For the first time in a long time I got a taste of what it is like to spend similar time, that John Varty and Elmon Mhlongo did, with the Mother Leopard. It took hours of patience and perseverance with the Mother Leopard in order for that leopard to allow them into a window of her life. Respect is the only word that comes to mind when I think about all that John and Elmon did.
The original viewable leopard of Londolozi, if not Africa. In 1979 this leopard appeared as if by magic, allowing vehicles to view her.
This situation is different as this particular female is already relaxed around vehicles. Any recent guests who have had the privilege of tracking and finding the Ximungwe Female will know that this has proven almost impossible. After spending almost 8 hours with her on this particular day I finally understood why.
Having been viewed by vehicles from an early age, this leopard is supremely relaxed around Land Rovers.
Here is some background to this female…
Daughter of the Mashaba female, the Ximungwe female is currently raising her second litter after having raised the Ximungwe young male to independence. We view this leopard in the central parts of Londolozi and prior to the birth of this litter, we used to see her quite regularly. She currently has one cub that is estimated to be around three months old. We noticed similar behaviour to this once before when she lost her one cub in her previous litter. For almost three months after the incident with her cub, we would hardly see her.
With the best tracking team in the world this female has managed to be a nemesis to the whole team. We found her early one morning by following the sound of squirrels alarming. Ray and I were so busy looking at which way the squirrel was looking we almost missed the leopard in the road. After many guides and trackers had been trying to find this female for a few days we decided to stick with her. She scent marked along the road, cutting off every now and again to smell and then back to the road, typical behaviour of any leopard. Then her behaviour changed as she began actively searching and checking every bush, this involved her crossing the airstrip twice.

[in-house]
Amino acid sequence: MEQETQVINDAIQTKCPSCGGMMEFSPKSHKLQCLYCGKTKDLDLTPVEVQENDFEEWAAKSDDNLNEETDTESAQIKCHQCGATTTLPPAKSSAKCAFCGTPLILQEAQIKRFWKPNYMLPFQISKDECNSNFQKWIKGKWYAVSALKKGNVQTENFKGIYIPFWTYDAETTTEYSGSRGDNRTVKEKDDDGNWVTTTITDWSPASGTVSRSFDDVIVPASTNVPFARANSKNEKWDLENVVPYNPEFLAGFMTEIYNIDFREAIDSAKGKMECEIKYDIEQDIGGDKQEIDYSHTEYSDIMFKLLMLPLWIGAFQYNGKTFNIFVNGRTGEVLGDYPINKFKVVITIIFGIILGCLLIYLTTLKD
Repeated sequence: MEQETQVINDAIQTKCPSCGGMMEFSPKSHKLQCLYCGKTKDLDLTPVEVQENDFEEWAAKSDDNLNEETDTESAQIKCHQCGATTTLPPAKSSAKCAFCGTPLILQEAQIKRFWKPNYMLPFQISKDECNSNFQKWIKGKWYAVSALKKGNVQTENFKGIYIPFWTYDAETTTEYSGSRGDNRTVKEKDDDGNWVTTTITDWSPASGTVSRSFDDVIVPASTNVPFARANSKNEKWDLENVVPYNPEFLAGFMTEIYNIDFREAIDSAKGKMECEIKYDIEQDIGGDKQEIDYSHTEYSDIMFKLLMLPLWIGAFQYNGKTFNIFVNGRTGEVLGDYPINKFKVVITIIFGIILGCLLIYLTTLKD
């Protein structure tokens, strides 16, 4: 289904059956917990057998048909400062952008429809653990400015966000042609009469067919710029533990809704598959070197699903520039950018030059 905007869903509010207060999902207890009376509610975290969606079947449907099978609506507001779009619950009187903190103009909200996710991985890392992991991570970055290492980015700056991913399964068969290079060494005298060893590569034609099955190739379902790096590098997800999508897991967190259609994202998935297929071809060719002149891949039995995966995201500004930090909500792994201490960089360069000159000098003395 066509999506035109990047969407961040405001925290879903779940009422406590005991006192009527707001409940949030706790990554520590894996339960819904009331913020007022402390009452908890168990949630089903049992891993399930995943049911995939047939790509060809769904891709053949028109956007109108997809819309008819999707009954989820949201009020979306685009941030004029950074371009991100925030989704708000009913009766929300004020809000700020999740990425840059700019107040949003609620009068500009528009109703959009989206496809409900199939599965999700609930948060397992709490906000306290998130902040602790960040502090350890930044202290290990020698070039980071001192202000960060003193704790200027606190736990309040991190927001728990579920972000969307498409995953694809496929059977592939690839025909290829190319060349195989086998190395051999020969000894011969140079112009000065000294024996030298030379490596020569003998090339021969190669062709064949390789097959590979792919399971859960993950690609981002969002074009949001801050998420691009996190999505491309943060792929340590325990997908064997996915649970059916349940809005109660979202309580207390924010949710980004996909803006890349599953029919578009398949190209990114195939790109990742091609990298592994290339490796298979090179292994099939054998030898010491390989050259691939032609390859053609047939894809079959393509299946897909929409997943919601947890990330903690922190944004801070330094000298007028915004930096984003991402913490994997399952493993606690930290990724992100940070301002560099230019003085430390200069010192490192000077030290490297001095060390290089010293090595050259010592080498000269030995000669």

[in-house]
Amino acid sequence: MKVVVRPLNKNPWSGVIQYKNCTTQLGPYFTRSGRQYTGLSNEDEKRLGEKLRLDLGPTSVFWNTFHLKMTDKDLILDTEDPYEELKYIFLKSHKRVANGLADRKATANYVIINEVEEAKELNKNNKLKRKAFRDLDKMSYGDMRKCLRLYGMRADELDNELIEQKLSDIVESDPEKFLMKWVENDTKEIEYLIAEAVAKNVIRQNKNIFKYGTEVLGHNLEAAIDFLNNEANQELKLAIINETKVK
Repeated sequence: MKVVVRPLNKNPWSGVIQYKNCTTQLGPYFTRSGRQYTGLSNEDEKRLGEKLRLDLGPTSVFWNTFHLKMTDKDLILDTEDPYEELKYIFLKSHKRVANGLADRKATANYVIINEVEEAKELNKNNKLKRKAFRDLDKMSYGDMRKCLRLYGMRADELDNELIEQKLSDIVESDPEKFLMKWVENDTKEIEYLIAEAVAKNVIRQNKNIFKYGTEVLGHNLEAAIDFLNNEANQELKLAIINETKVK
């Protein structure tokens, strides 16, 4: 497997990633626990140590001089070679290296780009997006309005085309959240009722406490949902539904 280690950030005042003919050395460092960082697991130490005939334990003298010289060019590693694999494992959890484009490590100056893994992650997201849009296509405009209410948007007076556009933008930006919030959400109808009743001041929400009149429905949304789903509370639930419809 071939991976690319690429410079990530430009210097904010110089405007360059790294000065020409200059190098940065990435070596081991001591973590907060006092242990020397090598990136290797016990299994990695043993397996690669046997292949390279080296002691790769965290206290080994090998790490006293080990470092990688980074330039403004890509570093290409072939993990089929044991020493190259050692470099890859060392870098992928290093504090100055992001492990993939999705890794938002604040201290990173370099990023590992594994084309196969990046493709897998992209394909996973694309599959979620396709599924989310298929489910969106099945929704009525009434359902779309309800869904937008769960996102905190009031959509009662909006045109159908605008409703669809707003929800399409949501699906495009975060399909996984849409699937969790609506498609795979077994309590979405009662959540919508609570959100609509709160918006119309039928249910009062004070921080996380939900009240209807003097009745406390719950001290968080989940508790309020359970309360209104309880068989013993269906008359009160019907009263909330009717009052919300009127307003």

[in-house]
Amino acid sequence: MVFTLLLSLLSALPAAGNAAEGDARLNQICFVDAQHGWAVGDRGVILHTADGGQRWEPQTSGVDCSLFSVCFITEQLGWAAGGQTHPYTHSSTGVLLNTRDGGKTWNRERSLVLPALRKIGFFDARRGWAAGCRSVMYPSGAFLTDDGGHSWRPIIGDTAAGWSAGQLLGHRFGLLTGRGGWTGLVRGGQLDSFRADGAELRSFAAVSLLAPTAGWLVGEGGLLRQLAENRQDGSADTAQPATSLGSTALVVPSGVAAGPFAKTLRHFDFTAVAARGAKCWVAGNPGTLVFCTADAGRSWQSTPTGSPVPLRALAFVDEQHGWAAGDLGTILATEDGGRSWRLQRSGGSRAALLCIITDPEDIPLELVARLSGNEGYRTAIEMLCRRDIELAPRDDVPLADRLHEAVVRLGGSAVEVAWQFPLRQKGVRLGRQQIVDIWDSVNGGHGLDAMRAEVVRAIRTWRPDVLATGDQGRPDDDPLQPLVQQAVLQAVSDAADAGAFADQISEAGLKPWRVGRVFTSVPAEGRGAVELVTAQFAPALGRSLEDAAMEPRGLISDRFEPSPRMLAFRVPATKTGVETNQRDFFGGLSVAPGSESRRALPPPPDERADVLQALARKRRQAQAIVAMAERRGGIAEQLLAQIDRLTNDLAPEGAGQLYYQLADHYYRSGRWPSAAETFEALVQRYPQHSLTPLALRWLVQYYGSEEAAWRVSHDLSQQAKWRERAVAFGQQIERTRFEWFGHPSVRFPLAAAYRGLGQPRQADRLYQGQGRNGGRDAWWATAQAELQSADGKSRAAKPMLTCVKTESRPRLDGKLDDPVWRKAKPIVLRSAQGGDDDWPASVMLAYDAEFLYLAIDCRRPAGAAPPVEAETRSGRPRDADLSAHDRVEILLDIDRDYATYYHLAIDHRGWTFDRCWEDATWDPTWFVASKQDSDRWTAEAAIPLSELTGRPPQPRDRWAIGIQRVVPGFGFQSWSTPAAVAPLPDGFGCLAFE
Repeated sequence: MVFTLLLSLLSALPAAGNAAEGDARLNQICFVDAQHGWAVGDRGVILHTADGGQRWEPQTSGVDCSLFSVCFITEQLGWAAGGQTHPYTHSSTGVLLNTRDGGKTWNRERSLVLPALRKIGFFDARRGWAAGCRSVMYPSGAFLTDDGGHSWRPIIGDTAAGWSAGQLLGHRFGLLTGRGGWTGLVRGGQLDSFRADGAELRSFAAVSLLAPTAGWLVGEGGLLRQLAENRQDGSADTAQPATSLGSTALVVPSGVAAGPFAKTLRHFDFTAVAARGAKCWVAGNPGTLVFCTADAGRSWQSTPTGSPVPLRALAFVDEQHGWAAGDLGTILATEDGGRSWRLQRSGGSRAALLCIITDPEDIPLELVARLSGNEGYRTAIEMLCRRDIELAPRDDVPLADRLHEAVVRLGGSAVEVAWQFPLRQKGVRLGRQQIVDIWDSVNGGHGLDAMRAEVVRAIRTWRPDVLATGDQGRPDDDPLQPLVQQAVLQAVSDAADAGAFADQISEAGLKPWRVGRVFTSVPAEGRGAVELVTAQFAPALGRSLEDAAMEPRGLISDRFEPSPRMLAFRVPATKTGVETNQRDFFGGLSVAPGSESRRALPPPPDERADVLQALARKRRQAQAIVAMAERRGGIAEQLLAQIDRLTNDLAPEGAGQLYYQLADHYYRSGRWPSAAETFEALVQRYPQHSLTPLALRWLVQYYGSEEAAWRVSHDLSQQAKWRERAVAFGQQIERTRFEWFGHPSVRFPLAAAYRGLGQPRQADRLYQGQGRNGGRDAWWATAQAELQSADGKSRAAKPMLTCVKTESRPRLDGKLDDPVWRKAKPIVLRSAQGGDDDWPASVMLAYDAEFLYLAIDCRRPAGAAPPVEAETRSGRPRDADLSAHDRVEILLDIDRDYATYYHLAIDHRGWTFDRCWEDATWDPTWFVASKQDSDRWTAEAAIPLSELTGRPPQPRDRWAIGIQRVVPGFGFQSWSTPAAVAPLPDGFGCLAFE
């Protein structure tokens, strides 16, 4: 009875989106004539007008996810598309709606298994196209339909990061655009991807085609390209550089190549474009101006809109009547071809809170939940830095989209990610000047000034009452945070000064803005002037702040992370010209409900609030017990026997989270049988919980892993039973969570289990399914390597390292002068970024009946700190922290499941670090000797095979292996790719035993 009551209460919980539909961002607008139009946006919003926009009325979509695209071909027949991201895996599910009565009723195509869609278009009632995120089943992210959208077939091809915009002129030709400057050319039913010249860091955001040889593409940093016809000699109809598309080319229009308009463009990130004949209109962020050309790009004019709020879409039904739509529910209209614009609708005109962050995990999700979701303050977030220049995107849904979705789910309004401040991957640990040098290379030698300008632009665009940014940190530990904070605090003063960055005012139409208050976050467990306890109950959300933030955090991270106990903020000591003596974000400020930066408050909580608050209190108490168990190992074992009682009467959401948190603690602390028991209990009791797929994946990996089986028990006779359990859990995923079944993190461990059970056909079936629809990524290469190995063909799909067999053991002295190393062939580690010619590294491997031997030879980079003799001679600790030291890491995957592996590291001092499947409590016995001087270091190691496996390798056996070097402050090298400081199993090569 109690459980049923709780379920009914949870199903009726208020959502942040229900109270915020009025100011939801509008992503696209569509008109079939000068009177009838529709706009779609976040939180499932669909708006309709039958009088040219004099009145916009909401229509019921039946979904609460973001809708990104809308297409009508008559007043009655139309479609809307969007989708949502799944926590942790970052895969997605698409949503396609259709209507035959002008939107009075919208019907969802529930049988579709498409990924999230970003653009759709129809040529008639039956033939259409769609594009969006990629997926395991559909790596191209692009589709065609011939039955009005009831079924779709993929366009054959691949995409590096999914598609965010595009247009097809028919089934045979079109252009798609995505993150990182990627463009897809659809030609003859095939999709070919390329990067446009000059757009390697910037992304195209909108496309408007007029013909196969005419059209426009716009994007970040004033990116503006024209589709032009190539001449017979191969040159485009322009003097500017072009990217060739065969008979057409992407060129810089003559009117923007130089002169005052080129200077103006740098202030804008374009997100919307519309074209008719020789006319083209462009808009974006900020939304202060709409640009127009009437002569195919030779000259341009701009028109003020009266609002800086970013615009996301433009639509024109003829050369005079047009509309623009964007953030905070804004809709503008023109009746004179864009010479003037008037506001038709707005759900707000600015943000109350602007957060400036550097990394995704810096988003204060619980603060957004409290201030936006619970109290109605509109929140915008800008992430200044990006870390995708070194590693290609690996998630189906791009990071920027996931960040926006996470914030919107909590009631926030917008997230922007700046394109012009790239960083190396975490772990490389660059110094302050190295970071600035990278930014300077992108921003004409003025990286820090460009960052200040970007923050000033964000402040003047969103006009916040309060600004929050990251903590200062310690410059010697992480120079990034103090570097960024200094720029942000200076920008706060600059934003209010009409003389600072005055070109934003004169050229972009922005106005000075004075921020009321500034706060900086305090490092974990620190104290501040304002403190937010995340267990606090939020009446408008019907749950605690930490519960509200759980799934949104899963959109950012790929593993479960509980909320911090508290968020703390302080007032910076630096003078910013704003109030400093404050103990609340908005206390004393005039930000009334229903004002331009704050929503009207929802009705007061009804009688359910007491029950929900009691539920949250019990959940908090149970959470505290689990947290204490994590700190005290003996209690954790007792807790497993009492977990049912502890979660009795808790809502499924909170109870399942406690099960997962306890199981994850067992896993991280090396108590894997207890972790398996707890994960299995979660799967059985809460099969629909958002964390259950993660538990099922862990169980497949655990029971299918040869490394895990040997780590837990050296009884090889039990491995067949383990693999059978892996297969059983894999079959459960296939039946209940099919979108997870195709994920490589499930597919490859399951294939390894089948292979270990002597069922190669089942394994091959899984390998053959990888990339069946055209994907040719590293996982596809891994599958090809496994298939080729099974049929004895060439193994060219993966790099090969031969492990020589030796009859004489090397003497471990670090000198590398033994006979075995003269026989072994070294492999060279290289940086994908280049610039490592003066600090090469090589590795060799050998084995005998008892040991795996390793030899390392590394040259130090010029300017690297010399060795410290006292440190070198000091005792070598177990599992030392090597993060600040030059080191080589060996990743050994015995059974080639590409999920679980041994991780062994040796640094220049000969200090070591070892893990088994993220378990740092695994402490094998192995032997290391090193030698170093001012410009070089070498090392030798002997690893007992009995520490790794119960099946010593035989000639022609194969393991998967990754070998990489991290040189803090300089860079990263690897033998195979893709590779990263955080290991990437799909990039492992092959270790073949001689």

The back and forth began. She started heading down to a nearby pan, I presumed to drink. As she got to the pan she turned away to rest in the shade, but soon she was up again. FINALLY she lay in the road. We sat for hours with her, then eventually followed her again as she took obscured routes through the reserve. This proved to be difficult for us as we tried to keep up with her and at last she headed straight towards where we presumed she had been keeping the cub. Just before getting there, she stopped and rested in the shade for at least three hours. We waited… nothing but a few more up and down movements in the same block. It wasn’t until she started to show interest in a herd of impala in the thicket that we decided to leave her. We did not want to interfere with her chance of a meal especially considering she is raising a cub.
After an hour and a half break we went back out. GONE. She stumped us all again with tracks heading in many directions which wasn’t surprising after watching her movements that morning. This leopard continues to be difficult to track. We bumped into her by taking a ” lottery ticket drive” as a I called it through a thick block. My guest spotted her and it wasn’t long before she led us back towards where we thought the cub was. Again we were wrong, she walked straight past and into thicker block, simply scent marking.
It was an interesting learning curve for me in particular. This is something I tell myself everyday, “there is so little we actually know about the behaviour of these animals”. Everything I predicted, she did the opposite of. She surprised us with completely out of the normal behaviour. Why is she such an enigma as of late when she was relaxed with her previous litter? What is the reason for diverted routes while scent marking? AND WHERE IS SHE KEEPING THE CUB? Maybe it is something we will never get the answers too.
Having questions and trying to solve them are some of the best parts of being in nature. It is a constant ever changing environment that keeps you wondering and educates you each time.